writ and remanded the matter to the district court to conduct a sentencing hearing in accord with the principles enunciated in Miller and to state the reasons for reconsideration and sentencing on the record. In all other respects, the defendant's application was denied. See Graham, 99 So.3d at 29.

On remand, the trial court conducted a sentencing hearing pursuant to Miller. Based on testimony adduced at the hearing, the trial court vacated the original sentence of life imprisonment at hard labor without benefit of parole, probation, or suspension of sentence and resentenced the defendant to life imprisonment at hard labor with the benefit of parole. The defendant now appeals, designating three assignments of error. We affirm the sentence.

ASSIGNMENTS OF ERROR NOS. 1, 2, and 3

In these three-related sentencing assignments of error, the defendant argues, respectively, that the trial court failed to comply with Miller in resentencing him; the trial court at the Miller hearing erred in relying on La. C.Cr.P. art. 878.1; and the sentence imposed is excessive.

The defendant argues that the trial court did not comply with the principles enunciated in Miller. According to the defendant, the trial court was required to consider all the facts and circumstances of the case and his unique experiences and characteristics, rather than " solely" his age. The defendant contends that rather [2014 1769 La.App. 1 Cir. 4] than considering his unique characteristics and the specific facts of this crime, the trial court merely took into account his youth and stated that there was a " possibility of improvement in a young man's life."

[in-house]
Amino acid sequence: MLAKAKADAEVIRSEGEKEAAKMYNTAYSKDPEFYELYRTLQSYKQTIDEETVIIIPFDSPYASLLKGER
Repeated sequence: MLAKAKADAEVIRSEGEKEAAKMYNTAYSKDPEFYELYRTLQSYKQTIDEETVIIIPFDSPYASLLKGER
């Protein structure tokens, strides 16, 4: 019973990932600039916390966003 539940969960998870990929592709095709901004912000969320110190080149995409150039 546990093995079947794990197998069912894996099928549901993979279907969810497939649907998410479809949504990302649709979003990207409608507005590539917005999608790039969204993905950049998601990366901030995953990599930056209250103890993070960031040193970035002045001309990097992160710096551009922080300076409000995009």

In compliance with the remand by our supreme court, the trial court conducted a Miller sentencing hearing. Three witnesses testified at the hearing on remand: the defendant's mother, the victim's mother, and a friend of the defendant and his mother. The defendant's mother testified at the hearing about the defendant's early life, his troubled upbringing, his relationship with an abusive father, and his problems with being bullied and having difficulty understanding things. In its reasons for vacating the defendant's sentence and resentencing him to life imprisonment with the benefit of parole, it is clear, as required under Miller, that the trial court thoroughly considered the defendant's youth, the possibility for rehabilitation, and the many other factors presented at the sentencing hearing:

In the matter of State of Louisiana versus Jared Graham pursuant to instructions by the higher courts of this State, the Court has conducted a new sentencing hearing relative to his previous sentence pronounced by the Court in the matter of State of Louisiana versus Jared David Graham, docket number 487142.
The Court after hearing the testimony of the witnesses that are here before the Court, particularly Ms. Williams, I thought it was quite moving that she would be here and advocate, I'm sorry, Ms. Landor, the mother of Mr. Williams, that she would advocate for the possibility of parole.
The troubled history for a young man at such a young age that has been involved in the death of another person really makes me think sometimes. It makes me wonder sometimes in this job.
But I do recognize that there is a possibility of improvement in a young man's life. I don't think the incident in question as I recall the facts warrant that Mr. Graham ...